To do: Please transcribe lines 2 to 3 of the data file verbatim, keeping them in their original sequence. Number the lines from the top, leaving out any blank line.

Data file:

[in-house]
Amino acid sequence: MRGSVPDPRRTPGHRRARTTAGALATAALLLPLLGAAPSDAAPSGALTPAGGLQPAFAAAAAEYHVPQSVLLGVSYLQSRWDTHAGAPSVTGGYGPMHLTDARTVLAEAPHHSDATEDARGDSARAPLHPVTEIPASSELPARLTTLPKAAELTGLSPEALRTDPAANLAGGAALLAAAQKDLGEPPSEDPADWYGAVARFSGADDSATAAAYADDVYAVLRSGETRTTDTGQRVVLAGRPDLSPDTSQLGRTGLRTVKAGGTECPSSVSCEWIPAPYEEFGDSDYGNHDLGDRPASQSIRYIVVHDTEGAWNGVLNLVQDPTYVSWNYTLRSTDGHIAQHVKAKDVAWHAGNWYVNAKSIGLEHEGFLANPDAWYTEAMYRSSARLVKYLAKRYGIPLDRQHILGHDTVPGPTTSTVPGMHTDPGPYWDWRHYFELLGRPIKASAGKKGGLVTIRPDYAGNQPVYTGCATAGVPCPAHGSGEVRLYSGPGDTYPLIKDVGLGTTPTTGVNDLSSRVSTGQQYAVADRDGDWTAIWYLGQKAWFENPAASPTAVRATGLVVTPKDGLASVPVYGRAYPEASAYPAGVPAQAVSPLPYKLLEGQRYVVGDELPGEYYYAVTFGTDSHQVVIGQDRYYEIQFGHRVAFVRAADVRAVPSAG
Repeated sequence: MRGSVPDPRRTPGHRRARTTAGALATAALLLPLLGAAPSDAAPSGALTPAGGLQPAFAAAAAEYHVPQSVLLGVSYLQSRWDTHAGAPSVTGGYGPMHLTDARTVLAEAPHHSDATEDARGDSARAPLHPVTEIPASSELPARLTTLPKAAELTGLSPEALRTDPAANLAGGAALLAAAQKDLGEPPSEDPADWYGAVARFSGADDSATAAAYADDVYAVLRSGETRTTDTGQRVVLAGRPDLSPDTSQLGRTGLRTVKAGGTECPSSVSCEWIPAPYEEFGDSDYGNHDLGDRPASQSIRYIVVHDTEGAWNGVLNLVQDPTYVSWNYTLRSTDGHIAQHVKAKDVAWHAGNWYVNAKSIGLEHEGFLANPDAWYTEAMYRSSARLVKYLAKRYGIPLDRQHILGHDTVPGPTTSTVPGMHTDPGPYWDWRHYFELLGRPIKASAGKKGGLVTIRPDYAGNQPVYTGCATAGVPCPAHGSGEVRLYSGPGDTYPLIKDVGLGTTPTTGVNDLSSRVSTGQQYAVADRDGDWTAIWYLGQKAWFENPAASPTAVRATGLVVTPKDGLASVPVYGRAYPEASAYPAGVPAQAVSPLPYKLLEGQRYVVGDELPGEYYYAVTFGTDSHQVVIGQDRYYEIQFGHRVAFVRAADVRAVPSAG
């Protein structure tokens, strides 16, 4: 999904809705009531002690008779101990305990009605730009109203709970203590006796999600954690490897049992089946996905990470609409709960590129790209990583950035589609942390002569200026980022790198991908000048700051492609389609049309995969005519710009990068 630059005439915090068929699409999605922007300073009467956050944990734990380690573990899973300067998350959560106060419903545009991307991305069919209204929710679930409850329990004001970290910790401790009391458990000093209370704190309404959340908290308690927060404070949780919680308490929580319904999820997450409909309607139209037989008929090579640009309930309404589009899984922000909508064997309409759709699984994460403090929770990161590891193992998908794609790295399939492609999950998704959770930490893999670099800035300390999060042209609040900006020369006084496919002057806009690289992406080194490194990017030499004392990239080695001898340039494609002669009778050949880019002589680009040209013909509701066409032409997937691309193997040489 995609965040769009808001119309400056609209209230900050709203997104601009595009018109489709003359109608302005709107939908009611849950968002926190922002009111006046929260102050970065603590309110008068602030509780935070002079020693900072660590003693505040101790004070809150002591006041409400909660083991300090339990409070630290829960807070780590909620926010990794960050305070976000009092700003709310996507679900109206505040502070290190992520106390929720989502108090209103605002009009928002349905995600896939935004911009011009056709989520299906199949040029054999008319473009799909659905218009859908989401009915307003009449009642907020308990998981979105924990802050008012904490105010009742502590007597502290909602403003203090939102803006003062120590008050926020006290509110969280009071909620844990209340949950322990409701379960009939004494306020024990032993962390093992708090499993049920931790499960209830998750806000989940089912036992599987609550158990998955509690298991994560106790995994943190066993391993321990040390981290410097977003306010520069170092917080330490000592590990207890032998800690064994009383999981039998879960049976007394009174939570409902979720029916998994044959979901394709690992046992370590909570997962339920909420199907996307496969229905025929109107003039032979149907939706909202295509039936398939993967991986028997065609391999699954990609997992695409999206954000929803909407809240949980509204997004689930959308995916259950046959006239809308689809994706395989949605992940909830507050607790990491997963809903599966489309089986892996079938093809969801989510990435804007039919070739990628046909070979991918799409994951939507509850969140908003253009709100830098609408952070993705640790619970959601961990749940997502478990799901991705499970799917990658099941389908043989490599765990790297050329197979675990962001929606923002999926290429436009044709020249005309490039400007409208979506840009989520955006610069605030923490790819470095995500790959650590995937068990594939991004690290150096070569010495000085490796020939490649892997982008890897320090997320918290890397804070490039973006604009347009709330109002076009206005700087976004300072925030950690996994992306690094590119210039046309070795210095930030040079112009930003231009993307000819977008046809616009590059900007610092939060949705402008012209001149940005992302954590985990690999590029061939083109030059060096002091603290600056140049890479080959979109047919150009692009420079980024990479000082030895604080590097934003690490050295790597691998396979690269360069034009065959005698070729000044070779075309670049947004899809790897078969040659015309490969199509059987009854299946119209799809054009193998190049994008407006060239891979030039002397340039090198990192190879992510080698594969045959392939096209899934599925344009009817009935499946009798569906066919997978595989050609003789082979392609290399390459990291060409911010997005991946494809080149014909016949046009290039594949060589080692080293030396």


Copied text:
Amino acid sequence: MRGSVPDPRRTPGHRRARTTAGALATAALLLPLLGAAPSDAAPSGALTPAGGLQPAFAAAAAEYHVPQSVLLGVSYLQSRWDTHAGAPSVTGGYGPMHLTDARTVLAEAPHHSDATEDARGDSARAPLHPVTEIPASSELPARLTTLPKAAELTGLSPEALRTDPAANLAGGAALLAAAQKDLGEPPSEDPADWYGAVARFSGADDSATAAAYADDVYAVLRSGETRTTDTGQRVVLAGRPDLSPDTSQLGRTGLRTVKAGGTECPSSVSCEWIPAPYEEFGDSDYGNHDLGDRPASQSIRYIVVHDTEGAWNGVLNLVQDPTYVSWNYTLRSTDGHIAQHVKAKDVAWHAGNWYVNAKSIGLEHEGFLANPDAWYTEAMYRSSARLVKYLAKRYGIPLDRQHILGHDTVPGPTTSTVPGMHTDPGPYWDWRHYFELLGRPIKASAGKKGGLVTIRPDYAGNQPVYTGCATAGVPCPAHGSGEVRLYSGPGDTYPLIKDVGLGTTPTTGVNDLSSRVSTGQQYAVADRDGDWTAIWYLGQKAWFENPAASPTAVRATGLVVTPKDGLASVPVYGRAYPEASAYPAGVPAQAVSPLPYKLLEGQRYVVGDELPGEYYYAVTFGTDSHQVVIGQDRYYEIQFGHRVAFVRAADVRAVPSAG
Repeated sequence: MRGSVPDPRRTPGHRRARTTAGALATAALLLPLLGAAPSDAAPSGALTPAGGLQPAFAAAAAEYHVPQSVLLGVSYLQSRWDTHAGAPSVTGGYGPMHLTDARTVLAEAPHHSDATEDARGDSARAPLHPVTEIPASSELPARLTTLPKAAELTGLSPEALRTDPAANLAGGAALLAAAQKDLGEPPSEDPADWYGAVARFSGADDSATAAAYADDVYAVLRSGETRTTDTGQRVVLAGRPDLSPDTSQLGRTGLRTVKAGGTECPSSVSCEWIPAPYEEFGDSDYGNHDLGDRPASQSIRYIVVHDTEGAWNGVLNLVQDPTYVSWNYTLRSTDGHIAQHVKAKDVAWHAGNWYVNAKSIGLEHEGFLANPDAWYTEAMYRSSARLVKYLAKRYGIPLDRQHILGHDTVPGPTTSTVPGMHTDPGPYWDWRHYFELLGRPIKASAGKKGGLVTIRPDYAGNQPVYTGCATAGVPCPAHGSGEVRLYSGPGDTYPLIKDVGLGTTPTTGVNDLSSRVSTGQQYAVADRDGDWTAIWYLGQKAWFENPAASPTAVRATGLVVTPKDGLASVPVYGRAYPEASAYPAGVPAQAVSPLPYKLLEGQRYVVGDELPGEYYYAVTFGTDSHQVVIGQDRYYEIQFGHRVAFVRAADVRAVPSAG